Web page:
The Right of All Children to Quality Education
By Jeanne Goldhaber
Jeanne Goldhaber, associate professor emerita, taught in the Early Childhood PreK-3 Teacher Preparation Program and worked with the children, educators, and families of the Campus Children’s Center at the University of Vermont for 25 years. She has been a NAREA board member since 2009 and is a consulting editor for Innovations in Early Education: The International Reggio Exchange.
As a NAREA board member (I’m divulging this identity with the goal of full transparency), I’ve attended several NAREA sponsored events this year: a winter conference in Arizona, a summer conference in Hawaii, and a NAEYC pre-conference session in Washington, DC. Each event reflected very different experiences and, most significantly, different contexts. These contexts included Head Start centers, early childhood programs and schools that serve both legal and illegal immigrants, and formally “failing” public schools.
In Arizona and Hawaii, each school and program opened its doors (and I would say hearts) to conference participants. Presenters at the NAEYC conference shared images of their contexts with visible pride. All reported their struggles and successes. Each was at a different place in her experience; all were juggling multiple balls related to funding, teacher development and retention, families in stress, etc.
You get the picture, right? These are contexts that reflect the experience of so many teachers and families in the U.S. that represent a broad demographic spectrum. And yet a stereotype continues, a stereotype that presupposes that those of us who are inspired by the dedication and accomplishments of the community of Reggio Emilia represent an elite subculture of early childhood programs and schools.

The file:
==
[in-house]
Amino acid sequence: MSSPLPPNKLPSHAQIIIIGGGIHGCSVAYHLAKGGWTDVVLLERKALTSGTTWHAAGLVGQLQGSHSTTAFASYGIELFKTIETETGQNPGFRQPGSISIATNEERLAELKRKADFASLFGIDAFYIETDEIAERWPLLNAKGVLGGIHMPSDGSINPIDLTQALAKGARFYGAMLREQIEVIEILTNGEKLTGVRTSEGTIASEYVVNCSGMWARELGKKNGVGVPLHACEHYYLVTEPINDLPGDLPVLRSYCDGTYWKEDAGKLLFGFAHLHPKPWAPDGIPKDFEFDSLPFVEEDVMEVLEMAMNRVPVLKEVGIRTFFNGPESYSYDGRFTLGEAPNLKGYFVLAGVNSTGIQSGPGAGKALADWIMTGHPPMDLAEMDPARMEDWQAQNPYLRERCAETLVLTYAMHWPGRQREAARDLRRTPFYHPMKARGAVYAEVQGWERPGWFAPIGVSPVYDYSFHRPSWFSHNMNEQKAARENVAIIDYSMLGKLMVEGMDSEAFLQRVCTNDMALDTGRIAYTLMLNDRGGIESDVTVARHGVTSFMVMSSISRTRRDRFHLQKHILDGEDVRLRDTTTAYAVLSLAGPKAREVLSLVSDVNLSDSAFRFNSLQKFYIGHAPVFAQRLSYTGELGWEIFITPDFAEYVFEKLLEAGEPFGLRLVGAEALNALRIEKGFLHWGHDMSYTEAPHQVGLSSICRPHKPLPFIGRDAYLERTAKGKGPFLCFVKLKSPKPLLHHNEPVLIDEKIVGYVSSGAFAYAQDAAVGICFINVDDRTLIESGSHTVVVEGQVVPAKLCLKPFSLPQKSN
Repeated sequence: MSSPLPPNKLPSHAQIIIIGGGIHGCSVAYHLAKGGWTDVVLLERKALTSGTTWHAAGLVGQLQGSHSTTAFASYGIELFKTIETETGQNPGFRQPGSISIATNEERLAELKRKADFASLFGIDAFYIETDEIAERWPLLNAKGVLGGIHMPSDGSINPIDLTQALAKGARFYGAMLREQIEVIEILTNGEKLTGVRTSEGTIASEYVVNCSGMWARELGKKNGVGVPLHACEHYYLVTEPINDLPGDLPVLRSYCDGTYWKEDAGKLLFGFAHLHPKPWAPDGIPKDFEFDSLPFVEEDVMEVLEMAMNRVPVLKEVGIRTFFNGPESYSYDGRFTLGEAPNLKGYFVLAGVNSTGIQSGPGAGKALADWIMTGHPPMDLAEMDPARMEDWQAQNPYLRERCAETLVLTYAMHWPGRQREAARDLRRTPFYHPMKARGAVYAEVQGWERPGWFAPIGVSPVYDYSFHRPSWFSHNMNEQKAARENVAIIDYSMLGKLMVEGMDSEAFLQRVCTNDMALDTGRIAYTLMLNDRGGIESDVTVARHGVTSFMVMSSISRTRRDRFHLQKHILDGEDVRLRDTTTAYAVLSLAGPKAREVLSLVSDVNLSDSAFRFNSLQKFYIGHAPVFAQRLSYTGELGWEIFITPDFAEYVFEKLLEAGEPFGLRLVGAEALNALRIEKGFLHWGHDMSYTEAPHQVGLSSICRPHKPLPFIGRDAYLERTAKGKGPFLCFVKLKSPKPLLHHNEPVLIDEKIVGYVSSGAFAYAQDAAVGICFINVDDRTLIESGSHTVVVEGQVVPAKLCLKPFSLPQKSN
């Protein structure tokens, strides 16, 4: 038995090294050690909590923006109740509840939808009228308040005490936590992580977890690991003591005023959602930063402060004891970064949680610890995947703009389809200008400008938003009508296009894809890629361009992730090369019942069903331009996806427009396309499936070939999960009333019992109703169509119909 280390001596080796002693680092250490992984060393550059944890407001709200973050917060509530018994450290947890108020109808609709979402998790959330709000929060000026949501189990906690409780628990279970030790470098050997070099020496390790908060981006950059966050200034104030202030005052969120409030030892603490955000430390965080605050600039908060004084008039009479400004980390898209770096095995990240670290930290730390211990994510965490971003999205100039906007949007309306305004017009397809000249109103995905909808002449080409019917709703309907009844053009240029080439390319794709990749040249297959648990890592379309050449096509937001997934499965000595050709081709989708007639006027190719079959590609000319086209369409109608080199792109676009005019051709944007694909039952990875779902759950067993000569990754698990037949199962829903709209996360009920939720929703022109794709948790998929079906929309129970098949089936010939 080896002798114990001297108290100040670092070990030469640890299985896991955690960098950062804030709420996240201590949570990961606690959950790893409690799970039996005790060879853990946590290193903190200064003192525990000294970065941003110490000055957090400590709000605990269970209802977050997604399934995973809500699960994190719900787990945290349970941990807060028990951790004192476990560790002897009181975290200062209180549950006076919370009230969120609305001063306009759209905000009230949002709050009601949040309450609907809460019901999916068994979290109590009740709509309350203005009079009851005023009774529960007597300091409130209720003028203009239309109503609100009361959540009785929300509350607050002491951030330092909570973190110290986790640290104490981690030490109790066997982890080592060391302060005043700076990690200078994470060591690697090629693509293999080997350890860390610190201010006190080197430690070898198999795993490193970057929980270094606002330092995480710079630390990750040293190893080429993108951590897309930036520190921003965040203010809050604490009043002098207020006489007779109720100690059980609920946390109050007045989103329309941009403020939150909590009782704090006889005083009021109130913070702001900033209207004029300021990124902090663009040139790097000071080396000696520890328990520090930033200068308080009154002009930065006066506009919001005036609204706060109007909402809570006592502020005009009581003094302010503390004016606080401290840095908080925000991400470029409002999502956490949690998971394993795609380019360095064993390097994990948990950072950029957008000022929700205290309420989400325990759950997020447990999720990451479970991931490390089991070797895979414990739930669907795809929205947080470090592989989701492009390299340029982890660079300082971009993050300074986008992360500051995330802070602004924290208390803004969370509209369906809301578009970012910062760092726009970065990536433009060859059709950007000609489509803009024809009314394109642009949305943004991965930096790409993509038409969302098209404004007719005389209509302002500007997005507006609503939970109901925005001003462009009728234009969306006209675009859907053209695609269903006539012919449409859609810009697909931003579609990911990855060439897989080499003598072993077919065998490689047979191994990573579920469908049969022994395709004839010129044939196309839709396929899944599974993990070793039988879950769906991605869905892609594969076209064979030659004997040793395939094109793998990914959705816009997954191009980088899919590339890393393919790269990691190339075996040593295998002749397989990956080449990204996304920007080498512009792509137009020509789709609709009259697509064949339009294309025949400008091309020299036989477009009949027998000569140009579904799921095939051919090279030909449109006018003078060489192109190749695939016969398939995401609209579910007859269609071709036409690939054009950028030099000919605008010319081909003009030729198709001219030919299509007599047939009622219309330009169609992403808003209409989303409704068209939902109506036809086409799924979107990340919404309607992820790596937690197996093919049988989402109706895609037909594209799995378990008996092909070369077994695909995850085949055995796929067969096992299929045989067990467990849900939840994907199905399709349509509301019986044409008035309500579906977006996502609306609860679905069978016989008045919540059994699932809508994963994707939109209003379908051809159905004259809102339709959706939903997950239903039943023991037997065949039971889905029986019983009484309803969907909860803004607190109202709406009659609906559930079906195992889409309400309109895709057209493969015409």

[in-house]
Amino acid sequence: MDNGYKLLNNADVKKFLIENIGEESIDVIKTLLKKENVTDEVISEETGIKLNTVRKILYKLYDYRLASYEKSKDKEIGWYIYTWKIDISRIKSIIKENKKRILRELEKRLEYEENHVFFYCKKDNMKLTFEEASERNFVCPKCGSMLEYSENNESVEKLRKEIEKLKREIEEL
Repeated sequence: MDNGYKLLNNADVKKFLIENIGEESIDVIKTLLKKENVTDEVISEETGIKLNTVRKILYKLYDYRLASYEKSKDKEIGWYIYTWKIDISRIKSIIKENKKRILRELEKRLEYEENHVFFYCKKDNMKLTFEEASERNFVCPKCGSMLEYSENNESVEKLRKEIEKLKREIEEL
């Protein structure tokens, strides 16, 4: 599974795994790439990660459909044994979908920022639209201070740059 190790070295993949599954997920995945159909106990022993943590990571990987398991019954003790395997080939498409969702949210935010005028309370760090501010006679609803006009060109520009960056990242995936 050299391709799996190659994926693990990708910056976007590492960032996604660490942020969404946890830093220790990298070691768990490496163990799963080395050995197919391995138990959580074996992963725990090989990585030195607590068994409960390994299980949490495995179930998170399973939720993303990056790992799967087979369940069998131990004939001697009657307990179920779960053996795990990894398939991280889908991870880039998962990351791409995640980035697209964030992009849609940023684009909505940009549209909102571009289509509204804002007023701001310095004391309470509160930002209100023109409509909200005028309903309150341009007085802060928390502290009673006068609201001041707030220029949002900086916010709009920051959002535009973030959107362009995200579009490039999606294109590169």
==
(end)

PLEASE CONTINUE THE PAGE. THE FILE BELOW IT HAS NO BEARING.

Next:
I wonder about this assumption. Is it because the schools of Reggio Emilia are beautiful? Can we only envision children of privilege in such surroundings? It is certainly true the infant-toddler centers and preschools in Reggio Emilia are beautiful. But how is their “beauty” actualized? Some are old villas that have been jerry-rigged to accommodate groups of young children; others were built after World War II; still others were built in the last decade. All of them are filled with sunshine and the sounds of children at play. They are clean and organized, with carefully selected and arranged furniture and materials. On the walls are panels that celebrate the children’s competence as members of a learning community—a community of teachers and children that relishes challenge and that engages in extraordinary feats of creativity and problem solving.
Families, too, are in evidence in the postings of committee minutes and organized events. If one cares to look for it, information is also available regarding enrollment policies, such as priorities given to single parent families or families with children with special rights (which, translated to U.S. parlance, means “children with special needs”).
Certainly we can offer learning environments like this to all children. They do not require expensive purchases from catalogues. Instead, they require an “aesthetic” that values clarity, order, inclusion, and communication. They rely on open-ended materials rather than costly merchandise that limits rather than invites experimentation. They document both children’s and families’ engagement in the life of the school. None of these ingredients require fat budgets. In fact, I have visited programs in church basements, traditional public school classrooms, and farmhouses that serve low-income communities on budgets that are extremely modest. And yet these environments reflect lessons learned about the environment as the “third teacher” from the educators of Reggio Emilia.